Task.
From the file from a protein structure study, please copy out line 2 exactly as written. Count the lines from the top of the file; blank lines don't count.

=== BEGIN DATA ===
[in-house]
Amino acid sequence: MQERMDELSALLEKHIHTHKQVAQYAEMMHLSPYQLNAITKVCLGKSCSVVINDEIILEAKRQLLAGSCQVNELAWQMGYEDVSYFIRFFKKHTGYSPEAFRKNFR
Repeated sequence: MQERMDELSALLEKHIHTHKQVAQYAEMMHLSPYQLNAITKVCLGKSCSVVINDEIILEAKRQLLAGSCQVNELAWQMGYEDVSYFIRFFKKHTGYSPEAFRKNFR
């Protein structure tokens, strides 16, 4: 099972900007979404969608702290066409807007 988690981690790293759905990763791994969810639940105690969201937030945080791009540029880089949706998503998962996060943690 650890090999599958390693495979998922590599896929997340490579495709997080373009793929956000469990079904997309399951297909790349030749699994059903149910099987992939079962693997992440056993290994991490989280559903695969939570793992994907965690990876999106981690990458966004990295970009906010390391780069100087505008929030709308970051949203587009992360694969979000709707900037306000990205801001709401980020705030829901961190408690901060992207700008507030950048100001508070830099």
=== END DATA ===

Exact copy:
Amino acid sequence: MQERMDELSALLEKHIHTHKQVAQYAEMMHLSPYQLNAITKVCLGKSCSVVINDEIILEAKRQLLAGSCQVNELAWQMGYEDVSYFIRFFKKHTGYSPEAFRKNFR